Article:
Big brain evolution: brain size and intelligence (Evolution)

by David Turell @, Sunday, April 15, 2018, 18:57 (930 days ago) @ dhw

dhw: Of course in life they function together, but the dualist s/s/c’s immaterial thoughts and concepts precede implementation and therefore do not depend on the size of the brain. As you say, that is “obvious dualism”.

DAVID: Modern science studies an already established human brain of very large prefrontal and frontal cortical size, and doesn't tell us, in any way, how it arrived at that end point.

dhw: Agreed.That is why there are different hypotheses.

DAVID: Thus only a larger brain with an expanded thought area (prefrontal cortex) allows for the development of highly complex concepts, as proven by the artifacts at each level of brain complexity in earlier hominin fossils.

dhw: The artefacts are the material implementation of the immaterial thoughts. If you wish to argue that the pfc PRODUCES the concepts/thoughts, you are once again embracing materialism, which may be correct but is not what you profess to believe.

DAVID: You know full well that the s/s/c uses the pfc to produce concepts and thoughts during life.

dhw: No I don’t. As above, if I were a dualist and believed that a conscious, thinking s/s/c survived the death of the pfc, the “obvious dualism” would be that the s/s/c was responsible for producing concepts and thoughts during life, and used the pfc and the rest of the brain to provide information and – as you keep agreeing – to implement its thoughts. I remain on the fence between dualism and materialism.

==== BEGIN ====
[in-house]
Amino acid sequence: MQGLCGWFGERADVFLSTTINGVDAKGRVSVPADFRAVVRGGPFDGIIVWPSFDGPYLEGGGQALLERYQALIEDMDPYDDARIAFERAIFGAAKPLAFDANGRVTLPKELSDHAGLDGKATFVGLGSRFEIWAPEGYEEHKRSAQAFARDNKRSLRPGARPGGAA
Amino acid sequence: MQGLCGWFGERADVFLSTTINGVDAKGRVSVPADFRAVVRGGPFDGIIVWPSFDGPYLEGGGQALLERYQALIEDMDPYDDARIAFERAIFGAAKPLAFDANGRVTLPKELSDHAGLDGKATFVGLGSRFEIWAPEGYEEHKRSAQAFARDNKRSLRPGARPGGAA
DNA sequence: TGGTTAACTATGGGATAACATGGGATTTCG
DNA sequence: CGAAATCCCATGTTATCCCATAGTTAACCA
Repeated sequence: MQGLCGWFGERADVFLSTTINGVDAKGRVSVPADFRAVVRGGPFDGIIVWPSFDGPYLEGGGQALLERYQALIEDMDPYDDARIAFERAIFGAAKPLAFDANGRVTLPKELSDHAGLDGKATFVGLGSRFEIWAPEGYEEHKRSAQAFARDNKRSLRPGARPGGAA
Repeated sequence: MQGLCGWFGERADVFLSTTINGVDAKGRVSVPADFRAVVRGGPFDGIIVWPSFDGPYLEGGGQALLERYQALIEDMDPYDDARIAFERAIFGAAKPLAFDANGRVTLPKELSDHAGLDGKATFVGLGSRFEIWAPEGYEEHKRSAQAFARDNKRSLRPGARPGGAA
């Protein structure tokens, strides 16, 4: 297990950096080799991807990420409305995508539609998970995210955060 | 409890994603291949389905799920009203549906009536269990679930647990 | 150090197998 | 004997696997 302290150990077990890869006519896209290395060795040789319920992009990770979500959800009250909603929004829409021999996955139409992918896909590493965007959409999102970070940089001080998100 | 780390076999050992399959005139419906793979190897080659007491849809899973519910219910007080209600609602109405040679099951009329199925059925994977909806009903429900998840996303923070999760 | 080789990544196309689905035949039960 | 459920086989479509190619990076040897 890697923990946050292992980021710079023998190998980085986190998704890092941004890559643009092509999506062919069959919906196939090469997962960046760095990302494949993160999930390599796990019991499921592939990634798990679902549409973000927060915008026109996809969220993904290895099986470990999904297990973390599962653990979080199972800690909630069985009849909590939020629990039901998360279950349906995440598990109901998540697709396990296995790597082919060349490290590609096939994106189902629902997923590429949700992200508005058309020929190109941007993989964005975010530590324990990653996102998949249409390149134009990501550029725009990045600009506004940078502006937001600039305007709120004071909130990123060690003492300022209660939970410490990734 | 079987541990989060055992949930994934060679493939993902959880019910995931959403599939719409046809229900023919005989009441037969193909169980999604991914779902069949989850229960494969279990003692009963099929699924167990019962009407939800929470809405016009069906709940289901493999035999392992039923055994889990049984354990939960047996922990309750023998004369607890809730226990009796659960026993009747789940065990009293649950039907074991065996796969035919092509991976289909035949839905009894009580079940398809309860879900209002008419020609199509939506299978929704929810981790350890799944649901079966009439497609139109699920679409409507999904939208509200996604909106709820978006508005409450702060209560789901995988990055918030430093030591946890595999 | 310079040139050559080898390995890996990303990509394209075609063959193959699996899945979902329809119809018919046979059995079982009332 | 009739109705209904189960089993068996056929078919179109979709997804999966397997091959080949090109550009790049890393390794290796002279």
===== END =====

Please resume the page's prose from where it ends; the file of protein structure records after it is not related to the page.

DAVID: If our most previous ancestors had 'immaterial thoughts' that required expansion (your 'push' concept) why was there a delay of 305,000 years for those thoughts to appear and be implemented?
dhw: Our immediate ancestors did not think the thoughts we thought ten thousand years ago! They thought the thoughts that caused the final expansion.
DAVID: The bold is your 'push enlargement' hypothesis stated as fact. While all we know is shrinkage in size of the human brain, while its use is vastly increased, which you admit…

dhw: All we know is not shrinkage. We know that the modern brain responds to new concepts by complexifying and by partially expanding within the given limits of the skull (and I suggest that shrinkage is merely a by-product of efficient complexification).

Not true. Shrinkage is a major effect of modern thought/concepts appearing as I have previously presented:

" Over the past 20,000 years, the average volume of the human male brain has decreased from 1,500 cubic centimeters to 1,350 cc, losing a chunk the size of a tennis ball. The female brain has shrunk by about the same proportion. “I’d call that major downsizing in an evolutionary eyeblink,” he says. “This happened in China, Europe, Africa—everywhere we look.'”


"The Homo sapiens with the biggest brains lived 20,000 to 30,000 years ago in Europe. Called the Cro-Magnons, they had barrel chests and huge, jutting jaws with enormous teeth. Consequently, their large brains have often been attributed to brawniness rather than brilliance. In support of that claim, one widely cited study found that the ratio of brain volume to body mass—commonly referred to as the encephalization quotient, or EQ—was the same for Cro-Magnons as it is for us. On that basis, Stringer says, our ancestors were presumed to have the same raw cognitive horsepower."

Comment: As we developed complex modern thinking our brains are much smaller.

dhw: My hypothesis is that early brains expanded when existing brains did not have the capacity to implement new concepts. We don’t know what concepts would have triggered expansion, but new ideas for artefacts are one possibility.

Doesn't fit the discussion in the article.

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